Flashcards in 8.10.16 Lecture Deck (55)
What is a mutation?
A mutation is a change in the normal base pair sequence
If left unrepaired, mutations in the genetic code or in regulatory regions that impact gene expression, what can happen?
Cell cycle arrest, cell death (apoptosis), genomic instability and disease (like cancer)
Most instances of inherited syndromes with defects in DNA repair involve ___ mutant alleles.
What are the three classes of small-scale mutations (point mutations)? Describe them.
1. Base substitutions and modifications (replacement or modification of a single base; transitions (Pu/Pu or Py/Py) and transversions (Pu/Py); methylation; unnatural bases)
2. Deletions (one or more nucleotide is eliminated, leading to frameshift)
3. Insertions: copy/duplicative transposition (duplicated copy moved to another location); non-copy transposition (movement to a new location), leads to frameshifts)
What are the four major types of large scale mutations/changes that occur at the chromosomal level?
1. Amplification (gene duplications)
3. Translocations (fusions or inversion)
4. Loss of heterozygosity
What are allelic sequence variations?
Allelic sequence variations are polymorphisms arising with a frequency >1%.
What is the average heterozygosity for human genomic DNA?
1:250-1:1000 bases are different between allelic sequences
What can be used to distinguish between individuals?
SNPs (single nucleotide polymorphisms)
Mutations that change alleles can produce new genetic traits; some are good, leading to ___, and some are deleterious, leading to ___.
Adaptation; Disease susceptibility
What are de novo mutations and where can they occur?
Naturally occurring mutations; they can occur in both somatic cells and germline cells
Are somatic mutations heritable? Why or why not?
No, they only affect those cells that result from mitotic division; mutations can accumulate in these cells, leading to disease
Are germline mutations heritable? Why or why not?
Yes, they affect all cells, thus increasing the susceptibility to disease
What are the sources of de novo mutations?
Copying errors, spontaneous chemical attack, environmental exposure
Describe how spontaneous DNA alterations occur.
Bases within DNA are altered through several types of endogenous attack, including oxidative damage, hydrolytic attack, or modifications.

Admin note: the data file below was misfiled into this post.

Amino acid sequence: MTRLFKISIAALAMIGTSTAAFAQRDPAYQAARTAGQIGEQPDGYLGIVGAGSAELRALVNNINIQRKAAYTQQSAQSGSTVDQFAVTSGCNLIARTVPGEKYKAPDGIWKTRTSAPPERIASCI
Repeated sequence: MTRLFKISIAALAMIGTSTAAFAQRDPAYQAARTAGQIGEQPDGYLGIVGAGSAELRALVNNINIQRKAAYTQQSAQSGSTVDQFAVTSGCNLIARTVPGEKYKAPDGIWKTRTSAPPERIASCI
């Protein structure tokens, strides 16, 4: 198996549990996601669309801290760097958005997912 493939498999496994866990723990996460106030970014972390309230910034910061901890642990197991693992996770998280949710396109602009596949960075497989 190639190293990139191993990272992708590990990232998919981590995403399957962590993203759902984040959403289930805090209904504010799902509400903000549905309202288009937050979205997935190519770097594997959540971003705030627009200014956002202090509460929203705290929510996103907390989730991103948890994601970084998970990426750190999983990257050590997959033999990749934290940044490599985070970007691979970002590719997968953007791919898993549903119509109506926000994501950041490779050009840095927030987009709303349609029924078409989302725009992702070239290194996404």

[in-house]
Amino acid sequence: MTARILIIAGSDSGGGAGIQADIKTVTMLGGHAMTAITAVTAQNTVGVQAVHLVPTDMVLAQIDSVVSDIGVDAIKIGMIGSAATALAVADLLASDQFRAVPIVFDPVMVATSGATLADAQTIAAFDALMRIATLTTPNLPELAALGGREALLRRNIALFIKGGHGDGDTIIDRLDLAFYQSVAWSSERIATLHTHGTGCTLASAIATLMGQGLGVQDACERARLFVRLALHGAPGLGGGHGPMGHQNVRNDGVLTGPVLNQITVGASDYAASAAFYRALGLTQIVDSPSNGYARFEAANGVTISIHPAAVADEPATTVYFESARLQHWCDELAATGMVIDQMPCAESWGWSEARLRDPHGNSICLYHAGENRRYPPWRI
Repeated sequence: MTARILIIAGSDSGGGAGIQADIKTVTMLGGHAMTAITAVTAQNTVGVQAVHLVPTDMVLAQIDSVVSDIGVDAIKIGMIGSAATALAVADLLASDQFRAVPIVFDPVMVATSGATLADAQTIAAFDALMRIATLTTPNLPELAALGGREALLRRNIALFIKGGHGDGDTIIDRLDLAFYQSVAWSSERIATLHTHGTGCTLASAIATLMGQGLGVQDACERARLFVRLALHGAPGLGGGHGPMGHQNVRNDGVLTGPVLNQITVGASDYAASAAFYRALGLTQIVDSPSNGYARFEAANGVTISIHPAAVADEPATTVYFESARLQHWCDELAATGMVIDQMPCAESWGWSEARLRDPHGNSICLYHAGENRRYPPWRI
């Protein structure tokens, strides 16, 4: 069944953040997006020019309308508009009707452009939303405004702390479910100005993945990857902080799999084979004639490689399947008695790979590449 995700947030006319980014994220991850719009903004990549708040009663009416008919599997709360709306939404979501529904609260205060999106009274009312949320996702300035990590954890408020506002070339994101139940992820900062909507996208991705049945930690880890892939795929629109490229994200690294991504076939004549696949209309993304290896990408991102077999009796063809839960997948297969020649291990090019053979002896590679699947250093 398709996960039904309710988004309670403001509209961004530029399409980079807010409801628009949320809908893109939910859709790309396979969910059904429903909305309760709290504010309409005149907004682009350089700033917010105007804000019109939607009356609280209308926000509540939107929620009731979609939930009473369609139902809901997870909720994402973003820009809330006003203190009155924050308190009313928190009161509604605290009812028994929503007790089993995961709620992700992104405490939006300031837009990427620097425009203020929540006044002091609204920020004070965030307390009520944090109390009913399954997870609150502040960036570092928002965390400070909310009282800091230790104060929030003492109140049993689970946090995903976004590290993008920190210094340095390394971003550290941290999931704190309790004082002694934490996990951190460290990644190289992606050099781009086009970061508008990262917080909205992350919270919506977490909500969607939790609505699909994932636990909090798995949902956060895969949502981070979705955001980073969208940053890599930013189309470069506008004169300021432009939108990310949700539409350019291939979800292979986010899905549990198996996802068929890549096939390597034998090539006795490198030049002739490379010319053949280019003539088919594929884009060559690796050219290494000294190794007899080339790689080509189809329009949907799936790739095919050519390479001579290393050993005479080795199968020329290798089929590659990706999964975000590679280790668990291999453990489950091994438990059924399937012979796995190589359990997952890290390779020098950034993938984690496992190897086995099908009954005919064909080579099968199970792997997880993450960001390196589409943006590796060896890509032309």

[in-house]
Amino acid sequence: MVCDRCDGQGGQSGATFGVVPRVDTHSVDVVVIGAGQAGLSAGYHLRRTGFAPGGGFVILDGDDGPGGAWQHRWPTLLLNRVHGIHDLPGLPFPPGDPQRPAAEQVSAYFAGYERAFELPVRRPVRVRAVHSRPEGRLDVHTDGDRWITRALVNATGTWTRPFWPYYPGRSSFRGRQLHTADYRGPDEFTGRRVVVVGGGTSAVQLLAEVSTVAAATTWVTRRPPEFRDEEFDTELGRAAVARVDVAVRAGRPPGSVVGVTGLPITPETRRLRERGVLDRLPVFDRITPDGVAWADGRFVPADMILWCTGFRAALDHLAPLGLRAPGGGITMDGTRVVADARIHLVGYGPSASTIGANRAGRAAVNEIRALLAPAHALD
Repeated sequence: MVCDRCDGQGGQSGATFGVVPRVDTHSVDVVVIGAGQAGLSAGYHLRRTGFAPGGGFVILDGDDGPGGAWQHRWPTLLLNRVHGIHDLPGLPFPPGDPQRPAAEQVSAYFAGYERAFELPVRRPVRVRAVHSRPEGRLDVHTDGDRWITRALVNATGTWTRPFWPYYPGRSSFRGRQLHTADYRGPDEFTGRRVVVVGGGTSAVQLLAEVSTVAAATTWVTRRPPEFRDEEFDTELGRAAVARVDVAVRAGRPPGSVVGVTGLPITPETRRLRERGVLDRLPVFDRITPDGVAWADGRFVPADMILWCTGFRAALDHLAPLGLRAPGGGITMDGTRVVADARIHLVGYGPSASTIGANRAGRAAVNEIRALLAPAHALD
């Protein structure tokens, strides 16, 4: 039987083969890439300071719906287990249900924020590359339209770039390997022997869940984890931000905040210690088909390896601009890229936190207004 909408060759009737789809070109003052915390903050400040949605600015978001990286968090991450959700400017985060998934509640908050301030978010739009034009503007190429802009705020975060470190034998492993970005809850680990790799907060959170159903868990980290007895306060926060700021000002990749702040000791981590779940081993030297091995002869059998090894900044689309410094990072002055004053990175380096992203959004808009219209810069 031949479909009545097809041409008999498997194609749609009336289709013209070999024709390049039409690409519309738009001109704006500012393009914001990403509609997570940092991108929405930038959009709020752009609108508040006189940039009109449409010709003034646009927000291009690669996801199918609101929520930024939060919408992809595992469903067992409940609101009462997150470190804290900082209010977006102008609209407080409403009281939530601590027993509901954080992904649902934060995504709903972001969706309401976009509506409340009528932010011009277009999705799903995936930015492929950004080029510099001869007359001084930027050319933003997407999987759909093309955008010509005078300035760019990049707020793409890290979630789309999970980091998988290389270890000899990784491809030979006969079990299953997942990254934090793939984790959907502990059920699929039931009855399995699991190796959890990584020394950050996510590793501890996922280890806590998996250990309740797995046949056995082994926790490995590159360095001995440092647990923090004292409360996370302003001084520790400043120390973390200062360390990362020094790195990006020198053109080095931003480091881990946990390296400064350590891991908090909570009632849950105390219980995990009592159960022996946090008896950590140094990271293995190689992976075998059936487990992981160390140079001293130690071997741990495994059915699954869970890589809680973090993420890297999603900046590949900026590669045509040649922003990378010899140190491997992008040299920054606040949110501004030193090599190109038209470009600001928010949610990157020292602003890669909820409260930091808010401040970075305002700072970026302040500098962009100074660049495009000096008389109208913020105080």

What are the most frequent types of chemical attack?
1. Depurination of AG (hydrolytic cleavage of the bases from the sugar backbone)
2. Deamination (typically the removal of amino group from C, leading to conversion to U)
Replication and environmental factors can result in DNA mutations. Different types of damage can result in the activation of ___, which usually remove the mutagenic lesion.
Specific removal pathways
How do cells deal with mutated DNA that is not repaired?
If the rate of DNA damage = the rate of repair, the cell remains healthy. If the rate of DNA damage > the rate of repair, damage accumulates, which can lead to excessive proliferation (cancer), senescence (halted growth), or apoptosis (cell death)
What are the three general classes of DNA repair mechanisms?
1. Direct repair (damage reversal)
2. Excision repair (remove and replace - BER, NER, TCR, MMR)
3. Double-stranded break repair (HEJ, NHEJ)
What are the four types of excision repair?
1. Base excision repair (BER)
2. Nucleotide excision repair (NER)
3. Transcription coupled repair (TCR)
4. Mismatch repair (MMR)
True or False: Most lesions can be repaired by more than one mechanism.
What does direct repair do?
Direct repair reverses base damage in a quick, though energetically costly manner.
Describe the direct repair mechanism.
O6-meG, an abnormal base, can base pair to C or T. O6-meG can block polymerase. MGMT (O6-meg methyl transferase) removes the methyl group and reverses the base damage.
What does base excision repair (BER) do?
Uses specific glycosylase enzymes to recognize and remove abnormal bases and generate AP (abasic) sites. AP endonuclease and phosphodiesterase cut the backbone, fill the gap, and seal.
BER dysfunction has been linked to disease progression in ___.
What does nucleotide excision repair (NER) do?
Removes bulky lesions that distort the helix. The gap is repaired.
What are the two types of NER?
General/global NER and transcription coupled repair (TCR)
What is the difference between general NER and TCR?
TCR is specifically associated with active transcription.
What does mismatch repair (MMR) do?
Repairs mistakes AFTER DNA replciation and before mitosis
What are the four common steps of DNA excision repair?
1. Recognition of damage
2. Cleavage by endonuclease
3. Removal by nuclease or helicase activity
4. Replacement by polymerase and ligase activity